THE NEW "TAX HOLIDAY"
On August 28, 2020, the U.S. Treasury Department and Internal Revenue Service (IRS) issued Notice 2020-65 (Treasury Notice) implementing the Presidential Memorandum issued on Aug. 8, 2020, which allows employers the option to defer or postpone withholding and payment of Social Security tax for for wages paid September 1 through Dec. 31, 2020.
The tax holiday is optional for the employer to opt into. If you choose to use it, there are certain rules you’ll have to follow. Here are the most important things employers and employees should know about how the tax holiday works.
This tax deferral comes with a salary limit per employee. It only applies to employees whose wages are less than $4,000 biweekly or salaried workers who make less than $104,000 per year.
It took effect on September 1, 2020, and ends on December 31, 2020. Employers will still have to pay taxes for this period by April 2021. This means as an employer, you will need to collect additional social security from employee paychecks between January 1, 2021, and April 30, 2021, which covers the tax holiday period. If you fail to do so, you could incur penalties as described below.
If the amount of the deferred taxes isn’t paid by April 30, 2021, penalties and interest will begin to accrue. It’s also important to keep in mind that if an employee leaves the company before the tax is recouped, the employer MAY still responsible for paying this tax. Whether or not employers will be responsible seems to be the largest element of uncertainty around this legislation. We will follow this closely and provide an update once this guidance is determined.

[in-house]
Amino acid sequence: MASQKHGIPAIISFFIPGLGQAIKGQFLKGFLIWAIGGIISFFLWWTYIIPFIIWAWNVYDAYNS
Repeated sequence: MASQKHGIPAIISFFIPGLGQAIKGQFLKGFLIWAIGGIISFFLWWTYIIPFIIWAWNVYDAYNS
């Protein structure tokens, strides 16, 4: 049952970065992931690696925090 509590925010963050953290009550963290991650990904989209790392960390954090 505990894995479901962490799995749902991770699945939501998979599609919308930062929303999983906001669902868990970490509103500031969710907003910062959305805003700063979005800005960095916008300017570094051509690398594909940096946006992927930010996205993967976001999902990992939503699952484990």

*Disclaimer: This material has been prepared for informational purposes only, and is not intended to provide, and should not be relied on for, legal or tax advice. Computer Payroll and its employees are not legal attorneys. If you have any legal or tax questions regarding this content or related issues, then you should consult with your professional legal or tax advisor.